Standardized tests just proved I wasn’t intelligent but my friend was gifted. I’m happy for people like him who get to escape their tough upbringing but now with standardized test being removed from the admissions process, individuals like him will be increasingly rare. Fucking elites.

    By the way, can you do a post on the military and SES class/education/intelligence make up? I know Jordan Peterson mentioned it from time to time but I wonder if you have any particular insights.

  2. I think that it is a hilariously cruel historical irony that just when the Scotch-Irish have finally bought into the “institutions matter more than people paradigm” to the extent that it can be difficult to separate us out as a cohort, those institutions are not only failing, but are actually becoming hostile to many of us. Then again, maybe we are like the Injuns and Negroes, we just can’t seem to make those institutions from an alien culture work the way they are supposed to.

  3. Out of curiosity Razib, have you read Freddie DeBoer’s book on education yet? Obviously the science says nothing you wouldn’t be aware of already (and he’s complained that the editors made him dumb it down) but I know you like to read political arguments you disagree with provided they aren’t latter-day sophists, and Freddie assuredly is not that. It’s also a quick read with less than 250 pages.

  4. The UC system is public. It is there to serve the people of the state of California. This is not Stanford or Harvard, which are elite factories.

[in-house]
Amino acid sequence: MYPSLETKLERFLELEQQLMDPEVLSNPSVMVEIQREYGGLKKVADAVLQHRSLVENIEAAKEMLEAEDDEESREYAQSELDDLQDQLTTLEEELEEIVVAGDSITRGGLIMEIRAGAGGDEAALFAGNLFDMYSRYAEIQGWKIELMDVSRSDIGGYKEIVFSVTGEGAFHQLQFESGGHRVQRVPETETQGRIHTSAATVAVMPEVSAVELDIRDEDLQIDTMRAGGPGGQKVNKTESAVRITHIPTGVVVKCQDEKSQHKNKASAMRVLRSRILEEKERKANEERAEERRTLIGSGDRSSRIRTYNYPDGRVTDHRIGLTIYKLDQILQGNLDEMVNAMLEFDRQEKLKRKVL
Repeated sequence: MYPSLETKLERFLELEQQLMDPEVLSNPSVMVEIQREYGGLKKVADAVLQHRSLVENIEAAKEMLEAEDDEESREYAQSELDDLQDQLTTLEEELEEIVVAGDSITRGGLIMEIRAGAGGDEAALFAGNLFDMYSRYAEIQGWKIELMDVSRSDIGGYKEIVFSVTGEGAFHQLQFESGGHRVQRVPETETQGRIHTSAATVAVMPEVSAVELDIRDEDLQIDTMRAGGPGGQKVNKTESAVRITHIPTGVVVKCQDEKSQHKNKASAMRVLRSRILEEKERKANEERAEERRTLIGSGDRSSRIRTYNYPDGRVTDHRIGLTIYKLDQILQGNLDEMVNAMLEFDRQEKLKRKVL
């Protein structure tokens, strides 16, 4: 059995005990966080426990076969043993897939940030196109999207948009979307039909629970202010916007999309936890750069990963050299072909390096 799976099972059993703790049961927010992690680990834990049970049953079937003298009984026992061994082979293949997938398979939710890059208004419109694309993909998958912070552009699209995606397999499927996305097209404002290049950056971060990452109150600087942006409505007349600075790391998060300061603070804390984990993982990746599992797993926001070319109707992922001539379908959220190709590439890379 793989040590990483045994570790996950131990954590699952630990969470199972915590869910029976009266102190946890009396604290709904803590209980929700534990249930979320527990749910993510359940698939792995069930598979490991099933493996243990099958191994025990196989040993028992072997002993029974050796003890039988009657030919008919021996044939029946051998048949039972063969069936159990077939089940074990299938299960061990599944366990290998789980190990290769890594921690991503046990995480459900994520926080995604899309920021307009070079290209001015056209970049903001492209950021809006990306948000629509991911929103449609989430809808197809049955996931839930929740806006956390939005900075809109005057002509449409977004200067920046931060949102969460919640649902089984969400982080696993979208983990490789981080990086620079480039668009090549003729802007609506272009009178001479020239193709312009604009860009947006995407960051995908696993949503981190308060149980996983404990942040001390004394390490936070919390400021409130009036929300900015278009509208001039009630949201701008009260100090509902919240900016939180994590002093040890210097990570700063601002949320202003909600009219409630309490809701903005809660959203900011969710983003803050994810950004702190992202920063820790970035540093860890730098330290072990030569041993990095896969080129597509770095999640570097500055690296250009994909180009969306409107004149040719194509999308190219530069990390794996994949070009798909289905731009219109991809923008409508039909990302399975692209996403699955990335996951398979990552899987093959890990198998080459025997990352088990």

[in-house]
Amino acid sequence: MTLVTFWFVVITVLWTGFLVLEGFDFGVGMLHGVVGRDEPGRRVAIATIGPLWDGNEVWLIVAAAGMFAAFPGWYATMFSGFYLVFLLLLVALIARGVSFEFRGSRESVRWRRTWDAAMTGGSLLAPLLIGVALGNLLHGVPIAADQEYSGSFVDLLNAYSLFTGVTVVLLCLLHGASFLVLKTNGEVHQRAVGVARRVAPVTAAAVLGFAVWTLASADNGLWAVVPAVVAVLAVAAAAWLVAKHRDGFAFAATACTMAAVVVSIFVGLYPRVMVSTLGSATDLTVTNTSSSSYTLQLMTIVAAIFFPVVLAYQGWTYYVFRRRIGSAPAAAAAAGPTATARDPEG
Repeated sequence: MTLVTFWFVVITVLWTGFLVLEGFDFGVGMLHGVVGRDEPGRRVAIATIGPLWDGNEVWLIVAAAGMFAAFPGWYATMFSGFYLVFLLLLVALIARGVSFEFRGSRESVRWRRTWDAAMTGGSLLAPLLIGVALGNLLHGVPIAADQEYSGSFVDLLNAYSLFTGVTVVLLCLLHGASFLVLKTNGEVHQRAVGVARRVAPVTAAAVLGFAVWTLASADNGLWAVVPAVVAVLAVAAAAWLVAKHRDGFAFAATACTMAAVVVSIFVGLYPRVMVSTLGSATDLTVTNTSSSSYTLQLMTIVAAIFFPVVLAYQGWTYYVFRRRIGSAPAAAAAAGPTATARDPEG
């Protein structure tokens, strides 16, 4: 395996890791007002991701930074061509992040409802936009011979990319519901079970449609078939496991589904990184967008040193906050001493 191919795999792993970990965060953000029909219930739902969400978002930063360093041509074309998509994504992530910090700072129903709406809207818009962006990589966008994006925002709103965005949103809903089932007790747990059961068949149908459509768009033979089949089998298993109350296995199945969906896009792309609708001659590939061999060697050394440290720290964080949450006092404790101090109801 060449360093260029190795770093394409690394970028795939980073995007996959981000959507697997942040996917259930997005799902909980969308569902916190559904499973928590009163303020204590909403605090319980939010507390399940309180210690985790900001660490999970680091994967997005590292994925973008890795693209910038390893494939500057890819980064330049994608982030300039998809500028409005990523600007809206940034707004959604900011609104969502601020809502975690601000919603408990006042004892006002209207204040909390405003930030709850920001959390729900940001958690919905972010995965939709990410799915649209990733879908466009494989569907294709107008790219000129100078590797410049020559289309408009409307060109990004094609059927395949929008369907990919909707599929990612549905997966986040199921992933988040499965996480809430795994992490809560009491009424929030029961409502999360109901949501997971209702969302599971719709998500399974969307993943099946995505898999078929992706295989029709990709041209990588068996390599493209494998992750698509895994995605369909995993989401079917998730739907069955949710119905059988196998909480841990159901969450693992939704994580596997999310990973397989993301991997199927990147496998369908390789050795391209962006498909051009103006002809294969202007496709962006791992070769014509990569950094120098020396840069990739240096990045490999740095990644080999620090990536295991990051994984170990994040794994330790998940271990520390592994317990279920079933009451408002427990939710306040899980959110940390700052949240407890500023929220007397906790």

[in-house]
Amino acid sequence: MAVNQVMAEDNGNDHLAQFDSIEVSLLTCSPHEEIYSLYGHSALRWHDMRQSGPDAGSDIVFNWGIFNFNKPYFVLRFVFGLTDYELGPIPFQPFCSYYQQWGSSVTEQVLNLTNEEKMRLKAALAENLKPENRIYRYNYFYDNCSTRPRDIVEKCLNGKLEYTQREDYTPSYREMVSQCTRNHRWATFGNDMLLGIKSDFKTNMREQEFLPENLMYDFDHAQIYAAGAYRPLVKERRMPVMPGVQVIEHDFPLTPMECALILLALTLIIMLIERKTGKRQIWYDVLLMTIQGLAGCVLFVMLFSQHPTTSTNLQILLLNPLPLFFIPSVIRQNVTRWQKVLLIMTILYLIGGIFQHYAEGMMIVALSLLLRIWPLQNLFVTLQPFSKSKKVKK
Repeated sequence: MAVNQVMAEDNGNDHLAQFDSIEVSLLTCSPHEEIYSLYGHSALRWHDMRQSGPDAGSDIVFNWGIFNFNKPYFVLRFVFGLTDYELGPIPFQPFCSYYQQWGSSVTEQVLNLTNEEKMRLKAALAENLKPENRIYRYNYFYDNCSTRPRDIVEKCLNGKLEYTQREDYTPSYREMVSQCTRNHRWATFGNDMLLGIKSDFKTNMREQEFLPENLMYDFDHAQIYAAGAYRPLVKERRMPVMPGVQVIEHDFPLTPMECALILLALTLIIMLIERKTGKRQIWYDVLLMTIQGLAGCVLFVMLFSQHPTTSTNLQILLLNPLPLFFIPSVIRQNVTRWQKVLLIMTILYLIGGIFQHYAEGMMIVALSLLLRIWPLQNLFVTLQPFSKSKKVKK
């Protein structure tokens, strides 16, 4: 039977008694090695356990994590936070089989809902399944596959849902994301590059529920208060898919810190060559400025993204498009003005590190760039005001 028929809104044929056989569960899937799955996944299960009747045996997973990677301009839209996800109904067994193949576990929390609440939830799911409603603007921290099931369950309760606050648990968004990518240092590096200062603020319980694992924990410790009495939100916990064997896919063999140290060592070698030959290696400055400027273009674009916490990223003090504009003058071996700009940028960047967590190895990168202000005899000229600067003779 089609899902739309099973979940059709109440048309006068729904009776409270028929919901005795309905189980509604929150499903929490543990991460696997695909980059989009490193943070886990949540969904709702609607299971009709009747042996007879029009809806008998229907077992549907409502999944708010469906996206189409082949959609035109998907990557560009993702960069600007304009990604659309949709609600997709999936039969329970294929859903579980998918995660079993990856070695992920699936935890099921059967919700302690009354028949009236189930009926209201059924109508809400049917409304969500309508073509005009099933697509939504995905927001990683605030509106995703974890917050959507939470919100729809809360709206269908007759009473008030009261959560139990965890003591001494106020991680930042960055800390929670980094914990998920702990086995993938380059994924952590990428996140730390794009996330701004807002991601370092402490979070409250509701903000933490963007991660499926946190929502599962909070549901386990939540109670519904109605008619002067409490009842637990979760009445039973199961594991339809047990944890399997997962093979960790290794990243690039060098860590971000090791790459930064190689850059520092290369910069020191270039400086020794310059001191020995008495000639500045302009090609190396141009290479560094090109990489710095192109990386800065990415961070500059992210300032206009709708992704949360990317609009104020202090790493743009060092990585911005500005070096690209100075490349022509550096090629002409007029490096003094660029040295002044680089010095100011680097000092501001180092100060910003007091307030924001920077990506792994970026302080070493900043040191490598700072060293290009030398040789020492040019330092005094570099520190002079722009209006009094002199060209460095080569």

Not exactly certain that they remain public as traditionally understood. Certainly they were set up that way, and officially have more commitments to advance various social justice concerns like ready access for low income students than most private institutions, esp. elite ones.

    However, according to this two year old study, from 1900 through the 1990s, between 40 and 80 percent of the University’s budget was provided by the state legislature. A few other (cherry-picked?) passages of interest from the same source:

    When the 1960 Master Plan was negotiated, UC had a total enrollment of 55,900. Reflecting the workload model first established in 1911, the state agreed to fund one faculty position for every 14.5 students as UC grew in enrollment and campuses.

    The election of Ronald Reagan as California’s governor, in 1966 and 1970, … marked a shift in the relationship between California’s higher education community and the state… The erosion in the historic compact of state funding for UC enrollment and program growth extended into the 1970s and the governorship of Jerry Brown (1974-1982) who did not share the commitment to public higher education that marked his father’s tenure as governor… In a trend that would accelerate in the 1970s, UC kept to its Master Plan target of enrolling more and more students. But state investment in new buildings and maintenance (for example) was minimal, resulting in a large backlog of infrastructure costs… George Deukmejian (1982-1990) worked with state lawmakers and UC’s then-president David Gardner to re-invest in UC, creating an important but short-lived reprieve to the long-term trend of declining state investment.

    Figure 5 on p. 11 shows state funding as a share of UC expenditures between 1950 & 1990. It peaked at about 70% in the early 1950s, descending pretty steadily to less than 30% in 1995.

    According to Wikipedia, state support was down to 11% of expenses in 2011-12.